Iceland bailed out the people and imprisoned the banksters
One country refused to bail out its derelict banks and slash social spending amid the financial crisis. And guess what? Unlike the eurozone and the United States, it’s making a sturdy comeback.
Iceland’s stock market plunged 90 percent in 2008. Inflation reached 18 percent, unemployment shot up ninefold and its biggest banks failed. This was no recession. It was a full-blown depression.
Since then, the country has steadily improved. By September of this year, it repaid its IMF rescue loans ahead of schedule. Unemployment dropped by half and its economy will have grown by roughly 2.5 percent by the beginning of 2013.
So what’s Iceland’s secret? According to the editors at Bloomberg News, it’s a refusal to do what virtually every other nation that was pummeled by the crisis did: adopt policies of economic austerity.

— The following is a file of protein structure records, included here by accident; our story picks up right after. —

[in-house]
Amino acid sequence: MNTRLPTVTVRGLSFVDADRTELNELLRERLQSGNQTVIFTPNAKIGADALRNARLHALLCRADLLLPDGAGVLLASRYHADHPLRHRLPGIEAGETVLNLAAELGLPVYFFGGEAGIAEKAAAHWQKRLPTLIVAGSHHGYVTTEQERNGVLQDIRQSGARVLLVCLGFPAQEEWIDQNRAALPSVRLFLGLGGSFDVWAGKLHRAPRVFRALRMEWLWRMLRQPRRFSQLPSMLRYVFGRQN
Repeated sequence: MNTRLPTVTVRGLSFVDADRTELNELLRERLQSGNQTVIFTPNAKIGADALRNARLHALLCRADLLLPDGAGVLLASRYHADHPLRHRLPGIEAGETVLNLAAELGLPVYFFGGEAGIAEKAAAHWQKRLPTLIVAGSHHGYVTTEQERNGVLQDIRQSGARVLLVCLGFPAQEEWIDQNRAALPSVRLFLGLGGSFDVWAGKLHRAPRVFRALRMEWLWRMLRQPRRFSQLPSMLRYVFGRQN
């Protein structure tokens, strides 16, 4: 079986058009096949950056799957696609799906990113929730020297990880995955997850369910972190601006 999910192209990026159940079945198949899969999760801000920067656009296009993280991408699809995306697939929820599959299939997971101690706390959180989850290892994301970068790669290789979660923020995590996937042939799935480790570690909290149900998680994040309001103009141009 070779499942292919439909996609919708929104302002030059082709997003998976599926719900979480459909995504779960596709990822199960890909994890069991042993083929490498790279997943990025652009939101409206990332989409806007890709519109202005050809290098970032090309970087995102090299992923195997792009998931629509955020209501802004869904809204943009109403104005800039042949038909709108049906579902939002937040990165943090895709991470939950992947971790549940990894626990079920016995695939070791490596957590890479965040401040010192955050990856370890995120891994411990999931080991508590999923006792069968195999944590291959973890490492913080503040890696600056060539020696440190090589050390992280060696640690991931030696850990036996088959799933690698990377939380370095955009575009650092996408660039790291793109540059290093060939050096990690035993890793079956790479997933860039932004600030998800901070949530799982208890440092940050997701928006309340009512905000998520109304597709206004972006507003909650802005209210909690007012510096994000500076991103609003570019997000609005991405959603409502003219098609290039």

Iceland’s approach was the polar opposite of the U.S. and Europe, which rescued their banks and did little to aid indebted homeowners. Although lessons drawn from Iceland, with just 320,000 people and an economy based on fishing, aluminum production and tourism, might not be readily transferable to bigger countries, its rebound suggests there’s more than one way to recover from a financial meltdown.